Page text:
It's been a rough week for students at ITT. On Tuesday they learned their school was closing its doors after the U.S. government cut off the flow of federal funds.
Students who just started a new term suddenly had to find an education alternative. Worse still, many were stuck with student loans.
Fortunately, there may be some options. The Consumer Financial Protection Bureau (CFPB) reports ITT students who were attending ITT when it closed and had not completed a degree program may be able to cancel their student loans by applying for a student loan discharge.
Students may be eligible for a complete discharge of Direct Loans, Federal Family Education Loan (FFEL) Program loans, or Federal Perkins Loans if they were enrolled when the school closed, or the school closed within 120 days after they withdrew.
The first step is to contact your loan servicer about the application process to discharge a loan. CFPB says you may also need to contact your school to obtain your academic and financial records. CFPB suggests contacting the licensing agency in the state where you attended school to get help in acquiring those records. The documents may help support your discharge claim.
You can get more information about that here.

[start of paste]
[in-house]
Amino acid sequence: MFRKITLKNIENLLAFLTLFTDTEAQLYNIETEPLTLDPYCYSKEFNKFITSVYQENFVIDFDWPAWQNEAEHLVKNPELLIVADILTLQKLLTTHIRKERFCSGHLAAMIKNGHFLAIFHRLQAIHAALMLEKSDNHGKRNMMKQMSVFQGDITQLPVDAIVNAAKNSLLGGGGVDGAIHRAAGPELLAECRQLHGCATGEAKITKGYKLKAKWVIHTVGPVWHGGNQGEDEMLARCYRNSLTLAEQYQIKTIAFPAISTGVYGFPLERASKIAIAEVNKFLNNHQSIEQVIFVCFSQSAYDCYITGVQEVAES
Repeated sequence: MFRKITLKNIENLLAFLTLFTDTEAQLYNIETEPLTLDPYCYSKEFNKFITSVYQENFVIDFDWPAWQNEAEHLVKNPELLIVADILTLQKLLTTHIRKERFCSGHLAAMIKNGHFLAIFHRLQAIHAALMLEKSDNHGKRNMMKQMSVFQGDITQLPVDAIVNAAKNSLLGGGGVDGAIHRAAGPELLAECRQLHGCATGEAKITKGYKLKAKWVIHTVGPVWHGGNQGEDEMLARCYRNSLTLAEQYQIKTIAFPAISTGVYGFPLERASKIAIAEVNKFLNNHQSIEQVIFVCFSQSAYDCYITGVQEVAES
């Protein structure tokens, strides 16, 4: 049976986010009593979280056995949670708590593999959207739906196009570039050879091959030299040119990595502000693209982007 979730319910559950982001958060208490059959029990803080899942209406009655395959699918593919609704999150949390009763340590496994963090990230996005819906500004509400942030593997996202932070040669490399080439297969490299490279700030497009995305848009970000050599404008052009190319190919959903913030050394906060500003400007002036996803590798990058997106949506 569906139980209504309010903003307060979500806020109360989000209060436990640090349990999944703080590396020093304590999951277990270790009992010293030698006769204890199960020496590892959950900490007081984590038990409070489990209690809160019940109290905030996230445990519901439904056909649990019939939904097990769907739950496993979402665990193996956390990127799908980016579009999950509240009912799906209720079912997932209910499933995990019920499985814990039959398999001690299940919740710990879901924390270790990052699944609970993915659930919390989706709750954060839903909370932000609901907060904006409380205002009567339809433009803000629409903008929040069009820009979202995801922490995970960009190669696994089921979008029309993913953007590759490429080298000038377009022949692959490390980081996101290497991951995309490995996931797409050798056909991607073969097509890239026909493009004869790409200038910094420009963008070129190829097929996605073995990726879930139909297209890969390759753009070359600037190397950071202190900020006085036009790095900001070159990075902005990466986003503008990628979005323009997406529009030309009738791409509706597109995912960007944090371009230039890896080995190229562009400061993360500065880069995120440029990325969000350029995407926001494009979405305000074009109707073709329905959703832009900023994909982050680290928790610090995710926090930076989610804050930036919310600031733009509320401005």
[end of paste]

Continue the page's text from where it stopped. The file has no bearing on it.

You can't transfer the credits
There's another thing to consider. If you are successful in discharging your student loans, you won't owe the money you borrowed to pay ITT, but you won't be able to transfer any credits you earned there either. Essentially, you'll be starting over.
However, that might prove to be a good option since it is highly likely you'll be able to pursue the same course of study at a community college, or online public school at much less cost. In July, we reported on a new program allowing employees of National Federation of Independent Businesses member companies to pursue a degree for $3,000 a year.
Private loans may be a problem
If you were attending ITT using private student loans, you'll find your options are more limited. In most cases, you'll have to pay it back. However, CFPB notes that some states have programs to assist students with private student loans in their college shuts its doors.
The U.S. Department of Education barred federal funds from being used at ITT because it said the for-profit school was not in compliance with accrediting criteria and probably would not be able to get in compliance. Secretary of Education John B. King Jr. said the department acted out of its responsibility to both students and taxpayers.